My rating: 5 of 5 stars
I think as I get older, these types of biographies, and autobiographies… mean more; they reach deeper – have an effect a younger me wouldn’t see or understand. This is a testament – not just as daughter Anne knew him, but as so many who knew him, knew him. Rod Serling was never one-dimensional. Nor was he limited by that “fifth dimension” he invented, but too few people know of him as anything other than “that Twilight Zone guy”. I knew of some things, thanks to an off and on obsession with the show that found me my first copy of The Twilight Zone Companion (which, quite obviously from the title, focused on the series and not Serling, per se), but this an intimate share from one of the few closest to him. Uplifting, enlightening, private, …heart-wrenching – he died at age 50 when she was only 20 – there is a wealth of words here from letters and more. That should be no surprise as he was perhaps more than anything, a writer. Well, Ms. Serling does a wonderful job proving that assessment quite wrong. Rephrasing, he was perhaps known as more than anything else, as a writer. And more’s the pity, until this emerged.
Serling’s most famous work was sometimes criticized as being heavy-handed…preachy. But, he was deeply human, and passionate for humanist causes. He saw firsthand – and suffered during – the horrors of war, as a paratrooper in the Philippines during World War II. The experiences couldn’t be not woven into the different worlds he created.
He seemed in hindsight to know some of the Achilles heels of his nation and of our future nation. Following calls to and by a sponsor to temper a message he said: “From experience, I can tell you that drama, at least in television, must walk tiptoe and in agony lest it offend some cereal buyer from a given state below the Mason-Dixon.” In response to viscous backlash [from, largely, care to guess?] to an allegorical teleplay marking the 25th anniversary of the UN, to one woman he wrote back
I was deeply interested in conveying what is a deeply felt conviction of my own. This is simply to suggest that human beings must involve themselves in the anguish of other human beings. This, I submit to you, is not a political thesis at all. It is simply an expression of what I would hope might be ultimately a simple humanity for humanity’s sake.
Philosophically we stand at opposite ends of the pole, because you choose to believe that anyone who disagrees with you must, of necessity, be subversive. […] But because I’m an American, I suggest this is your right. I suppose the major difference in our philosophies is that I recognize your right. The unfortunate thing is that you don’t recognize mine.
He did not fear calling out the reprehensible Gov. George Wallace as
that political stalwart who made a public quote that he would never be out-niggered again. This from the man running for the highest office in the land.
Nor Nixon and his
shabby crew who have written indelible chapters in the threadbare saga of the most corrupt, incompetent and downright immoral administration in the history of the American Republic.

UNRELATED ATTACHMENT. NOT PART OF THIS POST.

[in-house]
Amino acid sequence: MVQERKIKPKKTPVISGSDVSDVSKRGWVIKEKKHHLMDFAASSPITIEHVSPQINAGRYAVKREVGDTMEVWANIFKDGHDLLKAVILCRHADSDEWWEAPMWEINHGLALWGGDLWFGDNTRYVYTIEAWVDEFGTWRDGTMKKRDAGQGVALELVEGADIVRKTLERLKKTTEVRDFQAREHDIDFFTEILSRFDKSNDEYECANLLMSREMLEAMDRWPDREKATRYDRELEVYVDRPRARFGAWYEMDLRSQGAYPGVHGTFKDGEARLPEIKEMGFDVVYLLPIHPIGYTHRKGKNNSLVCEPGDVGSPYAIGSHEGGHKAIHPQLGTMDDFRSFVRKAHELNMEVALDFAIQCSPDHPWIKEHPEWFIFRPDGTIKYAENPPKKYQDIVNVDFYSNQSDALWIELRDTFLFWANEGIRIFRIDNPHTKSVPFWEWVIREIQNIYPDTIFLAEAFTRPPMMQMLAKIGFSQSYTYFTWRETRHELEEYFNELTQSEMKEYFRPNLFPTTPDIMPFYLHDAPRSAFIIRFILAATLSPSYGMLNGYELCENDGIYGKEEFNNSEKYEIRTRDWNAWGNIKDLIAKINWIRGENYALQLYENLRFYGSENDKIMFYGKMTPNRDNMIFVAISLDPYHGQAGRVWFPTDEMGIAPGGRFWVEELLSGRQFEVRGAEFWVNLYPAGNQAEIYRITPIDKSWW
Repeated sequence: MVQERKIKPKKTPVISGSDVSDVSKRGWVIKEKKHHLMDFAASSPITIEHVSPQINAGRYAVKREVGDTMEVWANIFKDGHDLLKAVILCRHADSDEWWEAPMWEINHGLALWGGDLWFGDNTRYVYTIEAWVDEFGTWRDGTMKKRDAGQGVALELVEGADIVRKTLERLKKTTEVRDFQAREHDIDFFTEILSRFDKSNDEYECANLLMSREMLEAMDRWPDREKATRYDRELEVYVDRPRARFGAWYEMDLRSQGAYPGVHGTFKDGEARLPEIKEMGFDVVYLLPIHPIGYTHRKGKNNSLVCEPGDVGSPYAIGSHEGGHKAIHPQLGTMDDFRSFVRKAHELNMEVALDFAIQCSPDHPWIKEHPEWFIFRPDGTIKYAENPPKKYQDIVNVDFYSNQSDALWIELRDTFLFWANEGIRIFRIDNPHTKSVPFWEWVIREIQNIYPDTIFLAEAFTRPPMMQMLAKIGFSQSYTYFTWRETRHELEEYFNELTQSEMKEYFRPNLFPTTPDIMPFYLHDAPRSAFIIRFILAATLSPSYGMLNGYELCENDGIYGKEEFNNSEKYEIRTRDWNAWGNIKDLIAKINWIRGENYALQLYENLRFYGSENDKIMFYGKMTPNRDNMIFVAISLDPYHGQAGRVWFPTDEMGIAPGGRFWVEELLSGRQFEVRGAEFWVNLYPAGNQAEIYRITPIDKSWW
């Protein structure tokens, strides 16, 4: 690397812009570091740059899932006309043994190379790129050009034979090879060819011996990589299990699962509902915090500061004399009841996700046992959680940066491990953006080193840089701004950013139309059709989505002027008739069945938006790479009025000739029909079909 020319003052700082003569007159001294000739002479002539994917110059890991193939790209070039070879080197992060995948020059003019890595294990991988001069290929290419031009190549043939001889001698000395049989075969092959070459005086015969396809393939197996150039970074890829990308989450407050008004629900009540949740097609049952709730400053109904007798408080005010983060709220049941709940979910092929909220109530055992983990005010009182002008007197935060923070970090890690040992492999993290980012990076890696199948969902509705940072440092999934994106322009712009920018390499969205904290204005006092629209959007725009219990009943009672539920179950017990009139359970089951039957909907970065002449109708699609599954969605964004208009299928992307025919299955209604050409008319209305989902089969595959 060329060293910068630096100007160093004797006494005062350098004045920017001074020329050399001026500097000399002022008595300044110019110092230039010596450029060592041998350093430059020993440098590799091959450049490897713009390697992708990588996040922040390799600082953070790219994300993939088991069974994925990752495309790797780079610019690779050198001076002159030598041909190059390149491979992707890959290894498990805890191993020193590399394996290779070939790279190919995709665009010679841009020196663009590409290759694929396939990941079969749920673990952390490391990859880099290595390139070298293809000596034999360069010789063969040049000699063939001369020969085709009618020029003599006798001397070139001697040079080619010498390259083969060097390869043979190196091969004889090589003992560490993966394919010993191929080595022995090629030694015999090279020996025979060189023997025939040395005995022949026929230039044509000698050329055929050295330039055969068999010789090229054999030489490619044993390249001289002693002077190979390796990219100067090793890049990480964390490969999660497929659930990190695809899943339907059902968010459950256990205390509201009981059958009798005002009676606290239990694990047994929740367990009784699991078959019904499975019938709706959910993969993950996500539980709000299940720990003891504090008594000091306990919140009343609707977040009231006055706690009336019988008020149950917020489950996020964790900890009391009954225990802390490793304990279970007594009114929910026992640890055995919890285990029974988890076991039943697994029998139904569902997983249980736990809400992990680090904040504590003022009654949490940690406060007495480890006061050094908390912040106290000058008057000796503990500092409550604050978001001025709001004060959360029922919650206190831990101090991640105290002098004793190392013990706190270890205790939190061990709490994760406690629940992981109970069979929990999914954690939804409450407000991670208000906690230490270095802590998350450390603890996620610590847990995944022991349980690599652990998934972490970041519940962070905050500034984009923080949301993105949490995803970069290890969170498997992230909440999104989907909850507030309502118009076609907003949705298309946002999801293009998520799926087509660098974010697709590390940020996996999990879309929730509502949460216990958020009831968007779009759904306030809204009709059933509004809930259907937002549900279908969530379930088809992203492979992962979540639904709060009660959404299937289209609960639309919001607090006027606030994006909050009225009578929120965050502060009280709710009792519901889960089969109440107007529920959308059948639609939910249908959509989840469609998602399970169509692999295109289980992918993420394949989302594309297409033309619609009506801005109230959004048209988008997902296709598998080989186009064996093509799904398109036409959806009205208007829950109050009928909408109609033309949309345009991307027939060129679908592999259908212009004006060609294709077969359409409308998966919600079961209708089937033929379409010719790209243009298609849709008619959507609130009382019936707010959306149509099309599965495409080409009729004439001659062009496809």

I would be imprudent to presume what he would have to say about the situation ripening in 2016 and continuing into at least the 2017 as of this review and for at least some horrific future, but I can’t help but imagine his anger, embarrassment, disgust at what the “highest office” has devolved to, and I know Serling would unleash a well-composed, too literate, too intellectual, … too liberal… invective that he would sadly know would be lost on his target audience.
But this book is a story of Anne Sterling’s special relationship with – and prolonged, agonized, …intensely personal … grief (only the last three chapters, but the tone of loss is present throughout) after the passing of – her father. Don’t mistake… the majority of the book’s chapters are recollections and reconstructed recollections of Anne’s life with her father and some of his life before her time.
Back in 2008-2010, I took a little more than two and a half years to watch every episode of The Twilight Zone, in original airing order. Remember that little “obsession”? Took me a very long time to collect them all – several were never released in the syndication package. Reading this has made me want to re-watch them again…in time perhaps with the 60th anniversary? And The Night Gallery…which, oddly, I don’t recall ever watching any of. I plan to watch it and rewatch…in order, and this time even more closely…The Twilight Zone, taking my time and savoring them…even the bad ones.
Anne shares a few letters from her childhood/school friends, as they knew him. One in particular touches…
One Christmas vacation, I flew out to their home in California and spent four days with Anne and her family, getting the full tour of Disneyland, Universal Studios and all the special out-of-the-way places that only the locals had access to. I fell in love with the palm trees and the weather, but I especially fell in love with the private Rod Serling—the family man who got down on the floor and rolled around with the Irish Setter; the man who ferried his daughter and her wide-eyed friend around because it was fun for him, too; the man who wasn’t afraid to be silly and laugh at himself.
I wonder what memories my children will have of me when I’m gone. I plan on being around a long time to torment them, so … 🙂
Read this book if you care. You should learn much about the man. And maybe, a little about humanity.